Just a year ago, the Cincinnati Reds were riding high on the super leadoff abilities of their new center fielder, Shin-Soo Choo, but the Texas Rangers swooped in with big free agent dollars in December and Shoo was gone after just one season. This year has been tough for the Reds, but, as Matt Snyder of CBS Sports reports, it’s been even worse for Choo and the Rangers. With Choo set for season-ending elbow surgery after a mostly disappointing season, not re-signing him looks like one of the few good moves the Reds have made in the last 12 months.
While no one could have expected Choo, 32, to keep up the torrid pace he set with the Reds last summer (21 HR, 20 SB, .423 OBP, .462 SLG), the Rangers probably expected more for their $14-million outlay than league-average offense over 123 games. The Reds, for sure, had to expect a dropoff atop the order and in center field, and that’s exactly what they got.
The funny thing is, though, that the dropoff was not nearly as dramatic as it could have been, and not much at all when you compare this year’s Choo to his Cincinnati replacement, rookie Billy Hamilton. Hamilton has had his ups and downs but has generally hit better than expected and played a very solid center field. His blazing speed has been on full display, of course, and he quickly turned potential trouble spots (CF and the leadoff hitter) into areas of stability.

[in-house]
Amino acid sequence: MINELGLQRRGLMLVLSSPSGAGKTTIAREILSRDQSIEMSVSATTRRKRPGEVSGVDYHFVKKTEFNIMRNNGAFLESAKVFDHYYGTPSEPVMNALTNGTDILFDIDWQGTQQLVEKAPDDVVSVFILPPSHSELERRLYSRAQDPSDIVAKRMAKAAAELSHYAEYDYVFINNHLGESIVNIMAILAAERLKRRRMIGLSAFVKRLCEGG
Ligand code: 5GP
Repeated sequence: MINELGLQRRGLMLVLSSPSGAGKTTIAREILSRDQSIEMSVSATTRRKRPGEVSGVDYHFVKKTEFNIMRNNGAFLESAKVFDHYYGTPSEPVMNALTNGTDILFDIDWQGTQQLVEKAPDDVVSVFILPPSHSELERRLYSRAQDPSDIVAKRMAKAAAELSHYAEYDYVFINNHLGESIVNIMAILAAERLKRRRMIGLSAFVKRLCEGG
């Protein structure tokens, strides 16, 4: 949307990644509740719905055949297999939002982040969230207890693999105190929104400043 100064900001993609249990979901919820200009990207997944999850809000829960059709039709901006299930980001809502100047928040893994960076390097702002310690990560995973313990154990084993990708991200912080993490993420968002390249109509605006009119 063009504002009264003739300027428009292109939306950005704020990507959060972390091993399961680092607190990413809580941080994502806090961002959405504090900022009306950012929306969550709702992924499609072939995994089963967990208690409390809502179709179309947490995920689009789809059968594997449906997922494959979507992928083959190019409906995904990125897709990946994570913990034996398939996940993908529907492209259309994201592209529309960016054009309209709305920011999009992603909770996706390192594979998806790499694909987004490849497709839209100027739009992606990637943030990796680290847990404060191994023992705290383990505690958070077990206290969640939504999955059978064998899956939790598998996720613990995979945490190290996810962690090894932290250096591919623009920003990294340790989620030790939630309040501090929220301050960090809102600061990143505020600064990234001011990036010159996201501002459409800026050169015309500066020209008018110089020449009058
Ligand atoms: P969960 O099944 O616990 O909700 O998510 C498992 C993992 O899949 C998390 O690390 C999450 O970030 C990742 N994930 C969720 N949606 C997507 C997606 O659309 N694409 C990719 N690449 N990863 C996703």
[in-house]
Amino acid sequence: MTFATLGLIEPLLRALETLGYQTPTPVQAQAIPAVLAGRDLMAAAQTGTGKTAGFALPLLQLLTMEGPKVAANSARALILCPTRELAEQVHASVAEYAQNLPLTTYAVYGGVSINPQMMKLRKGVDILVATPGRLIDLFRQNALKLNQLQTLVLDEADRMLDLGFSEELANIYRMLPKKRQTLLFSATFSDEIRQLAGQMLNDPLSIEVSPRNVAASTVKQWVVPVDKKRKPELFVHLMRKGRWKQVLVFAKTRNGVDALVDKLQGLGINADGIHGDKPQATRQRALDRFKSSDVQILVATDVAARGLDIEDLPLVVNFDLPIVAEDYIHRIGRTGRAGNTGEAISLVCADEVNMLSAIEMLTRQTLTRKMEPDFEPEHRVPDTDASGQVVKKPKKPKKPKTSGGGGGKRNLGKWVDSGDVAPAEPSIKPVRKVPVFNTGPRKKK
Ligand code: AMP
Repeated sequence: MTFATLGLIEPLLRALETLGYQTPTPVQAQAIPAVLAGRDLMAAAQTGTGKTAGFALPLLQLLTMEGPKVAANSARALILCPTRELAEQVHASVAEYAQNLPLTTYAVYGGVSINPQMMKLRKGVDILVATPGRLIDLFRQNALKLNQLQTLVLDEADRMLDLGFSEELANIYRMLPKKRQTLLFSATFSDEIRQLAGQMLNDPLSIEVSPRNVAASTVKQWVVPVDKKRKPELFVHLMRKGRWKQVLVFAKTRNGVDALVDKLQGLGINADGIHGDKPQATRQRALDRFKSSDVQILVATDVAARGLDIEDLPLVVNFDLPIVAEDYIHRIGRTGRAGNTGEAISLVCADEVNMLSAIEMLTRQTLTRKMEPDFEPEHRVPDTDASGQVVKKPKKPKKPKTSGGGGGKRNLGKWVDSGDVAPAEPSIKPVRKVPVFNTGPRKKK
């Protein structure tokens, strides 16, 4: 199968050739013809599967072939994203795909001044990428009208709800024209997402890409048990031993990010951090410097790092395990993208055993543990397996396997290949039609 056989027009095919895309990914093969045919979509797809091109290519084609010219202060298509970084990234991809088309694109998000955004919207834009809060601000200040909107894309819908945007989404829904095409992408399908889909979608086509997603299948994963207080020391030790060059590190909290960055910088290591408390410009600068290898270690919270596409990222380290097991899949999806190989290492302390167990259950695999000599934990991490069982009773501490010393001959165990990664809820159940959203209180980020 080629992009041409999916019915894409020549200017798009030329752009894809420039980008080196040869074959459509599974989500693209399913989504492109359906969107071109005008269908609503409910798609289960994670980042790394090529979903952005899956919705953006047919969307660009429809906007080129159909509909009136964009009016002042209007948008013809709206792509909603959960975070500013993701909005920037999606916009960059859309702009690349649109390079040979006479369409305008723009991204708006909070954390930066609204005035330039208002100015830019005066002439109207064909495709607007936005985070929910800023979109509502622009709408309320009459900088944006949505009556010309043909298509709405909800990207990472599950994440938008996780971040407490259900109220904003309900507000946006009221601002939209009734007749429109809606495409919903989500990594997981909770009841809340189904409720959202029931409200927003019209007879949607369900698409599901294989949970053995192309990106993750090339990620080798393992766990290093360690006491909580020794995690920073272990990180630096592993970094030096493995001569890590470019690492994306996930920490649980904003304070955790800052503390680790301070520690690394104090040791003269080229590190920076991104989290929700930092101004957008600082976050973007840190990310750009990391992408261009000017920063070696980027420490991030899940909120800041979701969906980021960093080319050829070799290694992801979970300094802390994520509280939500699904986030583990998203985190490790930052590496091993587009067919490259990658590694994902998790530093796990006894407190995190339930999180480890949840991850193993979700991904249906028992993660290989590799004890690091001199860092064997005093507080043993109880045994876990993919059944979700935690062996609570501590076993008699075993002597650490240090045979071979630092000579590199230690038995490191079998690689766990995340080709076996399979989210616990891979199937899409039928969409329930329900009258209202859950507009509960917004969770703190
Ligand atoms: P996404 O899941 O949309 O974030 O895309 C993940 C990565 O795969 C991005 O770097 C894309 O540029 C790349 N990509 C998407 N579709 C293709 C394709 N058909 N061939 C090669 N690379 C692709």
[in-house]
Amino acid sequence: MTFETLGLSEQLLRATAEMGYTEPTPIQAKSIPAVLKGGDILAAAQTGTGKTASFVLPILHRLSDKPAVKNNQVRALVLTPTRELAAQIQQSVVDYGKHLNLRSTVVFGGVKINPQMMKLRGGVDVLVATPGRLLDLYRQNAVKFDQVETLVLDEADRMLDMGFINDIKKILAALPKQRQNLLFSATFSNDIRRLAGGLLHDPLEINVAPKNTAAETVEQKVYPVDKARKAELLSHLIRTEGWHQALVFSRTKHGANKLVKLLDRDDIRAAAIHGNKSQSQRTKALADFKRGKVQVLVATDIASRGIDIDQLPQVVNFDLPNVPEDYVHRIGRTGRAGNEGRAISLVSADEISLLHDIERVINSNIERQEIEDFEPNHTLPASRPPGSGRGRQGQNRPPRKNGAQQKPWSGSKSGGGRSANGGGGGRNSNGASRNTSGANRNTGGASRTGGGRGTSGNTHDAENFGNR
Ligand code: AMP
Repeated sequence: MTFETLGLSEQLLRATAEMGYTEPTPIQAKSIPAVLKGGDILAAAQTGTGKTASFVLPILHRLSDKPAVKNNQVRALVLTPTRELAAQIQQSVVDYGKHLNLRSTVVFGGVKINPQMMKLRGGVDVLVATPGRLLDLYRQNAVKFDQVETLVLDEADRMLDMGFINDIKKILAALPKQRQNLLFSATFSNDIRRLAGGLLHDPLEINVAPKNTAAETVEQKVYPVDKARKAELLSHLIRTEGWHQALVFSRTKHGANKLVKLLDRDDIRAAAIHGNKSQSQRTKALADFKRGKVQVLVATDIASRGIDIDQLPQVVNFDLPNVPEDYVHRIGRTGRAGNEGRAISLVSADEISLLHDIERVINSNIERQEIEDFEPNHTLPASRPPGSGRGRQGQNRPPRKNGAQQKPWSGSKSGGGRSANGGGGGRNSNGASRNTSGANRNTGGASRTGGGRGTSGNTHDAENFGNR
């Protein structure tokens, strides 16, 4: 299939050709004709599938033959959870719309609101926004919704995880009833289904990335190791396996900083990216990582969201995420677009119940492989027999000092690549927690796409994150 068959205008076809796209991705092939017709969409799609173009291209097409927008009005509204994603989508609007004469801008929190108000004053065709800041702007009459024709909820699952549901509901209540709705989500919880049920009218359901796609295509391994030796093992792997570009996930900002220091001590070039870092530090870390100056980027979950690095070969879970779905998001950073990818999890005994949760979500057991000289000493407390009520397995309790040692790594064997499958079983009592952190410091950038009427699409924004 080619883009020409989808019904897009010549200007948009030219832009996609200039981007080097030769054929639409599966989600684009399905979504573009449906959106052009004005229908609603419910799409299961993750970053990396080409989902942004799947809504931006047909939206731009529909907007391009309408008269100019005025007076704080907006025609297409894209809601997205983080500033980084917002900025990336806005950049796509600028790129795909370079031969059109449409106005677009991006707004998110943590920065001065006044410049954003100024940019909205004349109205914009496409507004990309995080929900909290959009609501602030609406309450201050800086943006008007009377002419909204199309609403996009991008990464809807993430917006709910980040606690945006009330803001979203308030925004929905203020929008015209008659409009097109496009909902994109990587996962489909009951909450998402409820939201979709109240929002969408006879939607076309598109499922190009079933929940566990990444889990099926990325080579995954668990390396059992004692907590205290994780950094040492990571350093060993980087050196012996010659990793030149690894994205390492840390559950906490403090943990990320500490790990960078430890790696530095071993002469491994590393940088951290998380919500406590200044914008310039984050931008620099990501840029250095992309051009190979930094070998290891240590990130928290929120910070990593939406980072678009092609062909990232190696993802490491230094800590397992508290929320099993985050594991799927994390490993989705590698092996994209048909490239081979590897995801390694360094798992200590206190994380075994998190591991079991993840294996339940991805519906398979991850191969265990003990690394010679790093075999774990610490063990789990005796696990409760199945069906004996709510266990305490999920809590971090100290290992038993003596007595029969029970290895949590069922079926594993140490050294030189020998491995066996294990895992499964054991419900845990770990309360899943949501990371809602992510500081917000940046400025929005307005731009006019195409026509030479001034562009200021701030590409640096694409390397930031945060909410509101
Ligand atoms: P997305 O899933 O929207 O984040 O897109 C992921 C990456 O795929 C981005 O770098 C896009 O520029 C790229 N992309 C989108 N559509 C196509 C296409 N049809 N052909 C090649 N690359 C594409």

Reliability has been hard to come by for the 2014 Reds and first-year manager Bryan Price, so Hamilton gets extra points for his “rockness.”
Hamilton also scores high on the relative value scale, thanks to the fact that he’s earning about $13.5 million less than Choo for comparable production AND he’s still playing. He’s also nine years younger and won’t catch up to Choo’s escalating salaries any time soon. By the time Hamilton reaches his 29th birthday, Choo will be 37 years old and making $21 million per year.
So, no, Billy Hamilton in 2014 is not as good as Shin-Soo Choo was in 2013, but the youngster has been one of the Reds’ few bright spots and provides a little hope for the future. As a long, lost season winds down, that’s about all we can hope for.